The project to build it cost more than a $1 billion, took eight years of construction and demanded 3.3 million man-hours from 3,700 Australians.

It’s hoped it will slowly double the hub’s passenger numbers from 23.4 million to more than 50 million by 2040, increasing daily flights to 110 aircraft movements an hour.

The project was conceived 15 years ago and its construction was a joint venture between BMD Constructions and CPB Contractors.

At its peak, 650 people were on-site in mid-2019 and 324 subcontractors were hired, with around 90 per cent based in south-east Queensland. In total, the state reclaimed 11 million cubic metres of sand from Moreton Bay as part of the works.

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6 Comments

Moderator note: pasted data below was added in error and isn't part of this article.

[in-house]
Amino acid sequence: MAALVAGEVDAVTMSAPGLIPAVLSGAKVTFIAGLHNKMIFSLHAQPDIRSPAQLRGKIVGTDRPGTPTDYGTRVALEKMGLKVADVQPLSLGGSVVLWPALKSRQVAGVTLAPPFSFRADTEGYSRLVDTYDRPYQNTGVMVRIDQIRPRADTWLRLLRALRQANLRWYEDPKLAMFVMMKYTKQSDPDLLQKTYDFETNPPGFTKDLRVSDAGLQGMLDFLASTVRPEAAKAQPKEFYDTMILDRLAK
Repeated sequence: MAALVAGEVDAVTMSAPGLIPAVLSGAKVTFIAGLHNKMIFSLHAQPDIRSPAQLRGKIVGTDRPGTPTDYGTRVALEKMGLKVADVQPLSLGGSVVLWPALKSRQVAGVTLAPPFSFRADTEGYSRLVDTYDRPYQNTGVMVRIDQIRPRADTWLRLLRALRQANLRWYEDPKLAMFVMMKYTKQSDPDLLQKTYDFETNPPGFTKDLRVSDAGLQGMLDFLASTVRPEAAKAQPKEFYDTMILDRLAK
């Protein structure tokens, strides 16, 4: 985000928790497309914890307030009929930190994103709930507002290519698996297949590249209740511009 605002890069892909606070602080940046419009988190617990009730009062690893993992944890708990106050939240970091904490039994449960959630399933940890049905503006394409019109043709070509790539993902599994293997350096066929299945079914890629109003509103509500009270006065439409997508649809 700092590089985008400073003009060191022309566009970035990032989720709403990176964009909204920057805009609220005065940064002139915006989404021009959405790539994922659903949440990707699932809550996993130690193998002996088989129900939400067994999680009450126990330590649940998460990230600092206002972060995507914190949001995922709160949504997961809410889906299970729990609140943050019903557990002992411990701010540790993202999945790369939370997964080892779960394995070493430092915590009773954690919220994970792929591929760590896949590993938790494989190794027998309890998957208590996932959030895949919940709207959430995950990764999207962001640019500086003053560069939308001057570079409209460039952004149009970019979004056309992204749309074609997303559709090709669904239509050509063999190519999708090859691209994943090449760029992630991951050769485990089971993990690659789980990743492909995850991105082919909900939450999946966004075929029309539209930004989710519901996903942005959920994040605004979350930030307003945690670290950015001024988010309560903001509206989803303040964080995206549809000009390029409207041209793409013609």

• John Coucher

    says:

    An Open Letter

    ‘Time Capsule?

    How about thinking a bit bigger? Jumbo size? How about saving the last ever Qantas 747 and parking it somewhere not too far from Kingsford Smith’s aircraft? The aircraft is VH-OEJ, the last Boeing 747-400ER ever built. Only six were ever built, and they all served with Qantas. This last aircraft is due to fly to destruction at a boneyard in California on July 1st to be turned into spare parts and scrap metal. Qantas has flown 65 747s in total since 1971 and this is the very last one.

    Putting one on display in Brisbane would really put Brisbane Airport on the map. Which visitor could forget seeing a shiny Red and White 747 parked in a prominent place on the approach to our airport, Brisbane Airport? The Qantas Founders Museum in Longreach has a 747-200 but that is not exactly easy to get to. HARS has a 747-400 at Albion Park in NSW, the first -400 for Qantas but that is nowhere near as rare as the 400ER. 442 -400s were built.